EXAMPLE 2 Preparation and Application of Coating of Polyvinylpyrrolidone solution volume into the tablets after dipping is 24 ml. and the amount of solution absorbed by each tablet is 4 ml., which is equal to an added coating weight of 0.20 g. Weighing of the tablets both before and after the dipping confirmed this weight gain. The average coating on each tablet is calculated to be 0.157 percent based on the tablet weight of 127 g.

EXAMPLE 3 Laboratory Dissolving Rate Studies Dissolving rate tests on the coated tablets have been made for comparison with their uncoated counterparts to determine the control resulting from the application of the coating agent on the tablets. These studies were conducted in a laboratory dissolver system consisting of a dissolver trough about 6 inches wide and 15 inches long and approximately 3 inches deep. At the exit end was a weir plate having a rectangular weir measuring 1 inch in width by 3 inches in height extending from the floor of the dissolver located approximately in the center of the weir plate. A feed tube having a 3- /sinches inside diameter and 12 inches in height made of polyvinyl chloride plastic for holding the tablets was placed in the dissolver 3 inches forward from the weir exit. The tube was submerged to within one-eighth inch of the floor of the dissolver. The tablets were placed in the tube and tap water was passed through the dissolver at a rate flow of 4 gallons per minute. Effluent from the dissolver was analyzed for available chlorine content over a period of 4.5 hr. (270 min.) by standard iodometric methods. All the tablet batches were run consecutively under identical conditions. Analysis of the available chlorine delivered to the aqueous showed that after the initial 10 minutes, the delivery was consistent for the remainder of the test period. Comparisons of the coated and uncoated tablets were made and the percent reduction of chlorine delivery was determined, which results are shown in Table l. The following table has the run numbers in the first column, the second column has the chemical constitution of the tablet being tested, the third column has the constitution of the coating of the tablet, the fourth column has the percent by weight of the coating on the tablet, the fifth column has the average chlorine delivery in parts per million, the sixth column has the percent reduction in chlorine delivered. In explanation of the last column, the uncoated tablet used for Run No. l is considered a 0 percent reduction and compared with the results for Run Nos. 2 through 5; the same practice is used for Run No. 6 in comparison with Run No. 7 and Run No. 8 in comparison with Run No. 9.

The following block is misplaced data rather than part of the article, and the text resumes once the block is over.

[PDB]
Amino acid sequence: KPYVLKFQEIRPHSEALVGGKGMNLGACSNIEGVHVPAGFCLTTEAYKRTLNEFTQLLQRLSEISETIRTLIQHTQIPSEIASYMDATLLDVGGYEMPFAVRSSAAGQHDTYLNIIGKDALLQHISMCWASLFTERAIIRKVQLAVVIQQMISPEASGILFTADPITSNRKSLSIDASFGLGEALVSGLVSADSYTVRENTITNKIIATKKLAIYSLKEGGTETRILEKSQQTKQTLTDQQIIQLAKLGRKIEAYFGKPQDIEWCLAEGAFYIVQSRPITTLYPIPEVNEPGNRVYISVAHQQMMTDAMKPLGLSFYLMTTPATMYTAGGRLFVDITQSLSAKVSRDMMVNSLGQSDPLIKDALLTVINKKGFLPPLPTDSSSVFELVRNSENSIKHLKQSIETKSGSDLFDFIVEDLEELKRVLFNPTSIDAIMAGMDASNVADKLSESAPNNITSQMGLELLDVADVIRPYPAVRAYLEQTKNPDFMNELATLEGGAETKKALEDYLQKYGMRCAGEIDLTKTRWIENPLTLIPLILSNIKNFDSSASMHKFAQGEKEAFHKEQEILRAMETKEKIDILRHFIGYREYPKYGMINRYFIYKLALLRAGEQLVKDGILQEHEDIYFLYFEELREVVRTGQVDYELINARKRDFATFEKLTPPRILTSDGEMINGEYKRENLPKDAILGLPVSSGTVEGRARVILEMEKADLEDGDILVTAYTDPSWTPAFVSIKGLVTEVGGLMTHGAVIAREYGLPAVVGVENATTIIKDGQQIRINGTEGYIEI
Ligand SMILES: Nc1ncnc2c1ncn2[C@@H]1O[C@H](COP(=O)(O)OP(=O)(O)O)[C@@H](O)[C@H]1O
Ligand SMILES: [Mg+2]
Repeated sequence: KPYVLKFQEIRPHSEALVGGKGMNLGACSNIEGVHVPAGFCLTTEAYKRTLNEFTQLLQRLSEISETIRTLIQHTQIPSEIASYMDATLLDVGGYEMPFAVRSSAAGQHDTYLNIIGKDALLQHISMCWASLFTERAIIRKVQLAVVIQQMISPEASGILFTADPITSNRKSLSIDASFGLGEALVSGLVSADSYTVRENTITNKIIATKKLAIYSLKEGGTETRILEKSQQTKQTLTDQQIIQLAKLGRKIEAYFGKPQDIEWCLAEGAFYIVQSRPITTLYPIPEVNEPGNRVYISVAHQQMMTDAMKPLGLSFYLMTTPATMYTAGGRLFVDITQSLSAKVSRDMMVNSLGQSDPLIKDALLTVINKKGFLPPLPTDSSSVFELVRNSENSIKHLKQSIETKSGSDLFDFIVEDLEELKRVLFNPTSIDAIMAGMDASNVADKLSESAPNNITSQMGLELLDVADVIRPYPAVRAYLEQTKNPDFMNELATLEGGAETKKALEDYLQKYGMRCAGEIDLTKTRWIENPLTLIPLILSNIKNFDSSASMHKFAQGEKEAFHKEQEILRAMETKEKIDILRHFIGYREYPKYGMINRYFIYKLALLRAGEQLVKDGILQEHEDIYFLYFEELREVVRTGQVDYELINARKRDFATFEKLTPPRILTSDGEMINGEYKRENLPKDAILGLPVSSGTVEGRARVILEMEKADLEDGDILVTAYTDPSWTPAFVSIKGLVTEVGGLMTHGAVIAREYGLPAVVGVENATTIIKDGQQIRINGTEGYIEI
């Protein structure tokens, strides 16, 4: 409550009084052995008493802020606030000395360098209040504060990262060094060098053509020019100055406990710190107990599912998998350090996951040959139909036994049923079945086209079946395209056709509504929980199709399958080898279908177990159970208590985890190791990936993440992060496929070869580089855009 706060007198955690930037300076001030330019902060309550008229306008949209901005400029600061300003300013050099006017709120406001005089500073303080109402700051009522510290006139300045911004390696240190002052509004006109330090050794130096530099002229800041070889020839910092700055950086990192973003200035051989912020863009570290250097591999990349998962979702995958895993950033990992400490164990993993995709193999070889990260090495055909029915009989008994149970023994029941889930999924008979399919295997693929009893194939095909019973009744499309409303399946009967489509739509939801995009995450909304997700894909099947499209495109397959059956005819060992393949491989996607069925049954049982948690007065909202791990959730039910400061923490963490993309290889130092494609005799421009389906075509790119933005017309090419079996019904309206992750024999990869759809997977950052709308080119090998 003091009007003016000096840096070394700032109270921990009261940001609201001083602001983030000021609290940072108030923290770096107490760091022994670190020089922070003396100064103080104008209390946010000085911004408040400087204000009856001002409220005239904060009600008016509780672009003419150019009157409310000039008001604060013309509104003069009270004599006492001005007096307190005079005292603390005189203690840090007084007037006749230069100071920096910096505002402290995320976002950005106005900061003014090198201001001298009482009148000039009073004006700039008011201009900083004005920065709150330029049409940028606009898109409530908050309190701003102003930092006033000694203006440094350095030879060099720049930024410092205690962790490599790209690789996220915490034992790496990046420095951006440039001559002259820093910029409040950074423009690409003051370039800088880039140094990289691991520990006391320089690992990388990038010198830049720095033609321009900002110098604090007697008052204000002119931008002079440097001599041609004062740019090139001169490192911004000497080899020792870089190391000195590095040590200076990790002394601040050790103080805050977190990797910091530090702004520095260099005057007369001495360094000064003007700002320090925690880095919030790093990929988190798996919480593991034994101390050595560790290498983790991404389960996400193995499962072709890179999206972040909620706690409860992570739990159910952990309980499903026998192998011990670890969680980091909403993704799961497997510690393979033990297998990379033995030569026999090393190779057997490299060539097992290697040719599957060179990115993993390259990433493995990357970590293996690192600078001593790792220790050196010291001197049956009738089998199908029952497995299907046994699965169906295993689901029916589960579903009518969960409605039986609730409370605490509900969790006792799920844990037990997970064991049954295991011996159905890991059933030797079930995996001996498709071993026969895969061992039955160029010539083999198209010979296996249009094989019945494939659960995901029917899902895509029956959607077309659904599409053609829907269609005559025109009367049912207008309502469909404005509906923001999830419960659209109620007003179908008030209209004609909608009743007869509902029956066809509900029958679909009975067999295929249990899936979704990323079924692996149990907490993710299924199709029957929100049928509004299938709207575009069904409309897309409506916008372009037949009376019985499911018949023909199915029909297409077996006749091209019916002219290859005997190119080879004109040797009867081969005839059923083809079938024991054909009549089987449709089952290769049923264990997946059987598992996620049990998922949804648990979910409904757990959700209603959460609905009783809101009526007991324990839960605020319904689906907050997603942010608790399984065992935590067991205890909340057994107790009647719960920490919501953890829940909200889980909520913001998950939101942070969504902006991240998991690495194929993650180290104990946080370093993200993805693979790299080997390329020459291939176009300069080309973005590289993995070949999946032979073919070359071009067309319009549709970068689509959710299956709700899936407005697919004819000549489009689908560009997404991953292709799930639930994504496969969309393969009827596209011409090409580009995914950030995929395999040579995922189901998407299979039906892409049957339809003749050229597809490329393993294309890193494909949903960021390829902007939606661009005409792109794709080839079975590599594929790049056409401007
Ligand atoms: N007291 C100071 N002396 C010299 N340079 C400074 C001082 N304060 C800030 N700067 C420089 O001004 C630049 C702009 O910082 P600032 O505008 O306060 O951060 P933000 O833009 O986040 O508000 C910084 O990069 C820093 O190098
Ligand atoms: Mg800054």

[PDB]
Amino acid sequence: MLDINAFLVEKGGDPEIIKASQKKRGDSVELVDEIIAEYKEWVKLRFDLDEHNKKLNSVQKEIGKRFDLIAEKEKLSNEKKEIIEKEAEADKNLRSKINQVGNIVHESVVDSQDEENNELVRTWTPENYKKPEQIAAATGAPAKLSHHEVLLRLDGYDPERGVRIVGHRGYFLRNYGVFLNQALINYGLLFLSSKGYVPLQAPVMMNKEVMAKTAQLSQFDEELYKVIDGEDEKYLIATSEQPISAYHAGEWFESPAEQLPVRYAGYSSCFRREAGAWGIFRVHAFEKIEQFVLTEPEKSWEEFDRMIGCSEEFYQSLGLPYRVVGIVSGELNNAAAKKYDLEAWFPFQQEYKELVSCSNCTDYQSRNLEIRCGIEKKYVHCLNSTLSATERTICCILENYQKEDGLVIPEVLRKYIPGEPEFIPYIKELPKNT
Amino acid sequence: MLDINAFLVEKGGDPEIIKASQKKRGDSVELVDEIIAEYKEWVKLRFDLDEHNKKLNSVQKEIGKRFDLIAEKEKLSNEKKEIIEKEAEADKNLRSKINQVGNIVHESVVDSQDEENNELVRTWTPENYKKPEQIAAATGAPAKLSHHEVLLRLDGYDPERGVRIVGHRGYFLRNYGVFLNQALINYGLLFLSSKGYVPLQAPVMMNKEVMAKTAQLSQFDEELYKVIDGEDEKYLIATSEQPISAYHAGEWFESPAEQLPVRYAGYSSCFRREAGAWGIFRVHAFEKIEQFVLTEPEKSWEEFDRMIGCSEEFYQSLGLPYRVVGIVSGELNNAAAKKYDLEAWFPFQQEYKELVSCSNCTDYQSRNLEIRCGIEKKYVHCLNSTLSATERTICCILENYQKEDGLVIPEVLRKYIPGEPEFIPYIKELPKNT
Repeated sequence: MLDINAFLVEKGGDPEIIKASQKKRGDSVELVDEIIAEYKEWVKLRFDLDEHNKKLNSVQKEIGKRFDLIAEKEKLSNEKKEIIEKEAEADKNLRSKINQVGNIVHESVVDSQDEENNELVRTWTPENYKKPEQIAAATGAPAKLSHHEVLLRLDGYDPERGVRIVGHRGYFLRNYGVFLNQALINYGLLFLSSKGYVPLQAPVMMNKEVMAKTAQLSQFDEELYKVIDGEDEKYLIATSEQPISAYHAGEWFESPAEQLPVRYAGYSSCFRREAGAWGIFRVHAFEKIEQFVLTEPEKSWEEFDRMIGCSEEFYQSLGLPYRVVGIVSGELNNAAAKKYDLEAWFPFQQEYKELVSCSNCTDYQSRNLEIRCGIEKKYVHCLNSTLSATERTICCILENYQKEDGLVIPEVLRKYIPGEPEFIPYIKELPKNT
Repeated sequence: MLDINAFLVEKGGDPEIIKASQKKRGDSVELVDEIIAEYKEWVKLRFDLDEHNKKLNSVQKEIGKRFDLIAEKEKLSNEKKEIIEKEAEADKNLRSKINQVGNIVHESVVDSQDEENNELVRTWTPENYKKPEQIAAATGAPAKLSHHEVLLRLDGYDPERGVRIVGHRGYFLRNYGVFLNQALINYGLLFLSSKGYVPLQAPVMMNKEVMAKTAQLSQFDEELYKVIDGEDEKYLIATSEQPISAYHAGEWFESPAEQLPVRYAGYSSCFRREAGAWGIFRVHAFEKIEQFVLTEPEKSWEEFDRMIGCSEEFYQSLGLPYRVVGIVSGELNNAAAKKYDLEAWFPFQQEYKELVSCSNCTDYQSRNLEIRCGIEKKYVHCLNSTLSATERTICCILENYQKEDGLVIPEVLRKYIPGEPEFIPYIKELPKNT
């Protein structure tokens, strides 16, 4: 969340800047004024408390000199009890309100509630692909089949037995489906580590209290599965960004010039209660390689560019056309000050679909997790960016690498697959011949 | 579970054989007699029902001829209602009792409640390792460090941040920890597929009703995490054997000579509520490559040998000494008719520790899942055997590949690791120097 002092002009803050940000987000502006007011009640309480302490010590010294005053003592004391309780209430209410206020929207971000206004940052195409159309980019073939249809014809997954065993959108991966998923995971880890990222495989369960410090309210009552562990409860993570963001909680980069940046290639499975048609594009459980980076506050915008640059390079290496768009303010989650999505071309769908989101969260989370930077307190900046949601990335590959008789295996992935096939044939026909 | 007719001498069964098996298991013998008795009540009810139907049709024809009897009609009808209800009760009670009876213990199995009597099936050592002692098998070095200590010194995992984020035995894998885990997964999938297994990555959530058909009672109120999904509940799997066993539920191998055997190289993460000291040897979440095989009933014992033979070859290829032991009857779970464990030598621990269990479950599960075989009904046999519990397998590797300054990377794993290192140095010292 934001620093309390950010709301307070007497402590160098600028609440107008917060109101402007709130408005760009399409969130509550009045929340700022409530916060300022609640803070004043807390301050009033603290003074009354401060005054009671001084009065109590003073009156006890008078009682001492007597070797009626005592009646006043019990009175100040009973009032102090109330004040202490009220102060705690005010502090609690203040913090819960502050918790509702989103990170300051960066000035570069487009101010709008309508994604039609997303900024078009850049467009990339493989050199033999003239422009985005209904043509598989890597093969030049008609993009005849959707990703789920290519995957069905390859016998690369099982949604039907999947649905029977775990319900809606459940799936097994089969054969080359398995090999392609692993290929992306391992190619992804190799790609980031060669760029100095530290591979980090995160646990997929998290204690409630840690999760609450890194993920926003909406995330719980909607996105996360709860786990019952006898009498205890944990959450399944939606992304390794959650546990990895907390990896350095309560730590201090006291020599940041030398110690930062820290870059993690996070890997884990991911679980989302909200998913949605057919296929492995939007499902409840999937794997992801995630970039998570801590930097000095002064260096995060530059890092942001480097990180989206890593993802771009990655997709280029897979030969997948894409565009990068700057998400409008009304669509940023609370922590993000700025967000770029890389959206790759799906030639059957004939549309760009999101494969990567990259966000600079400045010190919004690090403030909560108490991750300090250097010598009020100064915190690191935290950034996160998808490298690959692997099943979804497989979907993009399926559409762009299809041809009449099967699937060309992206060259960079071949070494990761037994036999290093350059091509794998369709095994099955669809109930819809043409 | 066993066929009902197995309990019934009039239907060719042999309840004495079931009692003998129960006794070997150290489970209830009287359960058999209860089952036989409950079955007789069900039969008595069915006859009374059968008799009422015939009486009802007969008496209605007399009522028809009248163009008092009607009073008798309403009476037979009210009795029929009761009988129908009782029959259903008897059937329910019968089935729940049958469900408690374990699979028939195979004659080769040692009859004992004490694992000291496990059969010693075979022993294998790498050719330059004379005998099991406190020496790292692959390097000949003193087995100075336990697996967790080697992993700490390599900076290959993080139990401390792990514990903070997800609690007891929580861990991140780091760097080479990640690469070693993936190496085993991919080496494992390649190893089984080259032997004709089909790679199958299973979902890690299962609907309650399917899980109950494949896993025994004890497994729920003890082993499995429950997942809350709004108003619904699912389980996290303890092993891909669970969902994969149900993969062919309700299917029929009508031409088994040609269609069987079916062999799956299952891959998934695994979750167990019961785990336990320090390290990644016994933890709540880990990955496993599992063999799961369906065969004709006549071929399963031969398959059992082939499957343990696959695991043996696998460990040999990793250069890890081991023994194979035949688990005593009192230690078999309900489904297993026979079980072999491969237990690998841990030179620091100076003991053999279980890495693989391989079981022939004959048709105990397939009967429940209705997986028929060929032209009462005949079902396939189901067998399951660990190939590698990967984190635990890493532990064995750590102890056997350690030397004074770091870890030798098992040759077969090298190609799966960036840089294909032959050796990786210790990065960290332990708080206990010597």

TABLE 1 Chlorine delivery at 4 g.p.m.

Average Cl Percent delivered, Percent Run N 0. Type tablet Coating coating p.p.m. reduction 1 Ca(OCl) 2 None 0.0 12.2 Ca(OCl) g Chl0rowax-70 0. 079 11. 5. 7 a(ool) 2 0.118 10. 2 16. 4 Ca(OCl) 2 0.197 5. 5 54.9 Ca(OCl) 2 0.219 4. 2 70.1 Ca(OCl) 2 None. 0.0 14.1 0 7 Ca(OCl) 2 Polyvinyl- 0.157 5.6 54. l